Welcome to QNX Neutrino Initial Program Loader for NXP i.MX8QXP CPU Board (ARM Cortex-A35) SCFW build version: 3353, SCFW commit: 494C97F3 SECO version: 2.3.1, commit: D7523FE8 Command: Press 'D' for serial download, using the 'send to' utility Press 'M' for eSD download, IFS filename MUST be 'QNX-IFS'. Press 'E' for eMMC download, IFS filename MUST be 'QNX-IFS'. Press 'F' for NOR flash download, IFS file MUST be at 0x100000 offset.
Select 'E' in order to load the IFS from the eMMC on the module (note that the IFS can also be hosted on an external SD card):
eMMC download... load image done. Found image @ 0x88000000 Jumping to startup @ 0x82300800 SCFW build version: 3353, SCFW commit: 494c97f3 i.MX8 Quad type detected board_smp_num_cpu: 4 cores Overriding 2V5 logic for ESAI0/ENET1 pads MAC address for ENET0 is not programmed in Fuses. Random MAC will be used. MAC address for ENET1 is not programmed in Fuses. Random MAC will be used. MMFLAGS=1 Welcome to QNX700 on the Toradex Colibri iMX8X Colibri Evaluation Board (ARM Cortex-A35) Starting Watchdog driver... Setting OS clock from RTC Starting random service ... Starting Serial driver (/dev/ser1)... Starting Serial driver (/dev/ser4)... Starting I2C0,1,4,6,7,10 driver (/dev/i2c0,1,4,6,7,10)... Bad bus speed: 100000: Function not implemented Starting SPI2 driver (/dev/spi2)... Starting SPI3 driver (/dev/spi3)... Starting CAN driver (/dev/can0/*)... Starting CAN driver (/dev/can1/*)... Starting CAN driver (/dev/can2/*)... Starting eMMC driver (/dev/emmcx)... Starting SD1 memory card driver (/dev/sdx)... Starting Network driver... Starting OTG1 & OTG2 controller in the host mode (/dev/usb/*).... Launching devb-umass for /dev/usb/* ... Launching USB input driver ... Starting Audio driver... setting env variables. #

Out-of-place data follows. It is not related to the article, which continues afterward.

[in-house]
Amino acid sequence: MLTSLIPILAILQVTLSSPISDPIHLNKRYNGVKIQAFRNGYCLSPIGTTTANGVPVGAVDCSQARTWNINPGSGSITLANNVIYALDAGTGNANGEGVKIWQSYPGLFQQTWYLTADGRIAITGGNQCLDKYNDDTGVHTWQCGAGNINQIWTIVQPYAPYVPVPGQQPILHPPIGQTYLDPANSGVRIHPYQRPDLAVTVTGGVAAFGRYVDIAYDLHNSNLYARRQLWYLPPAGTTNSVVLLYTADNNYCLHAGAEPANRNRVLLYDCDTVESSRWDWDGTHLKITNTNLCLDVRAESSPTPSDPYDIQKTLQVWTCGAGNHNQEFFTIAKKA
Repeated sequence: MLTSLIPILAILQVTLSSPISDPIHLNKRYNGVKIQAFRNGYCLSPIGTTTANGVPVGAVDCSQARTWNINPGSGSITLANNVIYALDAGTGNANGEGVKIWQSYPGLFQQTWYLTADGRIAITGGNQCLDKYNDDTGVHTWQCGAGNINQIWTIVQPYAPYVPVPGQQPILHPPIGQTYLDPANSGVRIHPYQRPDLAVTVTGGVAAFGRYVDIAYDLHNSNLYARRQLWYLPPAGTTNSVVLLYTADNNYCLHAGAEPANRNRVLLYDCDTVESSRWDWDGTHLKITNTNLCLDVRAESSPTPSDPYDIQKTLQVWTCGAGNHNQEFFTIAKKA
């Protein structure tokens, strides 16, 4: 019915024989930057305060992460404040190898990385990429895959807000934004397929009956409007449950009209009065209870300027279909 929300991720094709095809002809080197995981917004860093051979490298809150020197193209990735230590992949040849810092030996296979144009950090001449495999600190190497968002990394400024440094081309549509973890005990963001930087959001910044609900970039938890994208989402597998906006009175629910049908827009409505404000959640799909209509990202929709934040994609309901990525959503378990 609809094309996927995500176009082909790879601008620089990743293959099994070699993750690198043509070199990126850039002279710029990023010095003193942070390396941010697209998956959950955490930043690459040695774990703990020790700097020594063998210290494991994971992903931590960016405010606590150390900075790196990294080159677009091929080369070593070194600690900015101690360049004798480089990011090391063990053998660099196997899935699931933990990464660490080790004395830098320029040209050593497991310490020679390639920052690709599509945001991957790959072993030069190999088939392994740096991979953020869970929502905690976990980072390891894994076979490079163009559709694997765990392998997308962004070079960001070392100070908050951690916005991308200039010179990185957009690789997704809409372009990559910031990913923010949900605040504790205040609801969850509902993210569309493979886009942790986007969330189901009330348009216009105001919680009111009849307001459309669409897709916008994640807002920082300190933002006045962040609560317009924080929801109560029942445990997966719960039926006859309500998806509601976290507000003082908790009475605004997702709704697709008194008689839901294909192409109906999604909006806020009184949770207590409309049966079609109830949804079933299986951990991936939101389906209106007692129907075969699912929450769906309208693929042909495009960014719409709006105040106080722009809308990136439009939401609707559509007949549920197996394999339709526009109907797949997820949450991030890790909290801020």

Now you have access to the QNX terminal.
Since QNX is a Unix-like OS, it has several utilities well-known for Linux users. For instance, given that you have an Ethernet cable plugged to the carrier board, to get your board IP you can run ifconfig:
# ifconfig lo0: flags=8049<UP,LOOPBACK,RUNNING,MULTICAST> mtu 33136 inet 127.0.0.1 netmask 0xff000000 inet6 ::1 prefixlen 128 inet6 fe80::1%lo0 prefixlen 64 scopeid 0x1 fec0: flags=8843<UP,BROADCAST,RUNNING,SIMPLEX,MULTICAST> mtu 1500 address: 3a:a9:5d:cc:21:73 media: Ethernet autoselect (100baseTX full-duplex,flowcontrol) status: active inet 192.168.10.41 netmask 0xffffff00 broadcast 192.168.10.255 inet6 fe80::38a9:5dff:fecc:2173%fec0 prefixlen 64 scopeid 0x11
To deploy and debug your own Hello World application, you need a QNX Software Development Platform (SDP) 7.0 license. You can get a trial from the 30 Day Evaluation on the QNX website. Instructions are provided on the page.